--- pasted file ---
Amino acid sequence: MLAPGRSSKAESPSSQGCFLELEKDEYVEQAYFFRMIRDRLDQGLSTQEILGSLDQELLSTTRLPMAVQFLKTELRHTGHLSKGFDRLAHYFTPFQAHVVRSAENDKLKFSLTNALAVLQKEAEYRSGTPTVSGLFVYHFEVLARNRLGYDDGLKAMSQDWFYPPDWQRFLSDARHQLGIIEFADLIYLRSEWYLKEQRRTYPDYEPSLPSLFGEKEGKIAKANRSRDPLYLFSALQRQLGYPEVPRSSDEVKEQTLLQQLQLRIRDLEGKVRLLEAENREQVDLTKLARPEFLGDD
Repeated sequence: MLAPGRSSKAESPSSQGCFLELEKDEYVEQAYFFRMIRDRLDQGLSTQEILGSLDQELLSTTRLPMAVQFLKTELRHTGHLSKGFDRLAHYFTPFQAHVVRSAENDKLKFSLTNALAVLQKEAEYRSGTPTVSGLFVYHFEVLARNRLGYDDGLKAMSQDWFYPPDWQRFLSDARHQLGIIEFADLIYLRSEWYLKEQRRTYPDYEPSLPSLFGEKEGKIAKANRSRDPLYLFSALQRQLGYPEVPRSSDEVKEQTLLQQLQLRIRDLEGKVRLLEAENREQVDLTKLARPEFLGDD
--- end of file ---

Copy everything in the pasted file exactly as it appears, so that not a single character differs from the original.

Amino acid sequence: MLAPGRSSKAESPSSQGCFLELEKDEYVEQAYFFRMIRDRLDQGLSTQEILGSLDQELLSTTRLPMAVQFLKTELRHTGHLSKGFDRLAHYFTPFQAHVVRSAENDKLKFSLTNALAVLQKEAEYRSGTPTVSGLFVYHFEVLARNRLGYDDGLKAMSQDWFYPPDWQRFLSDARHQLGIIEFADLIYLRSEWYLKEQRRTYPDYEPSLPSLFGEKEGKIAKANRSRDPLYLFSALQRQLGYPEVPRSSDEVKEQTLLQQLQLRIRDLEGKVRLLEAENREQVDLTKLARPEFLGDD
Repeated sequence: MLAPGRSSKAESPSSQGCFLELEKDEYVEQAYFFRMIRDRLDQGLSTQEILGSLDQELLSTTRLPMAVQFLKTELRHTGHLSKGFDRLAHYFTPFQAHVVRSAENDKLKFSLTNALAVLQKEAEYRSGTPTVSGLFVYHFEVLARNRLGYDDGLKAMSQDWFYPPDWQRFLSDARHQLGIIEFADLIYLRSEWYLKEQRRTYPDYEPSLPSLFGEKEGKIAKANRSRDPLYLFSALQRQLGYPEVPRSSDEVKEQTLLQQLQLRIRDLEGKVRLLEAENREQVDLTKLARPEFLGDD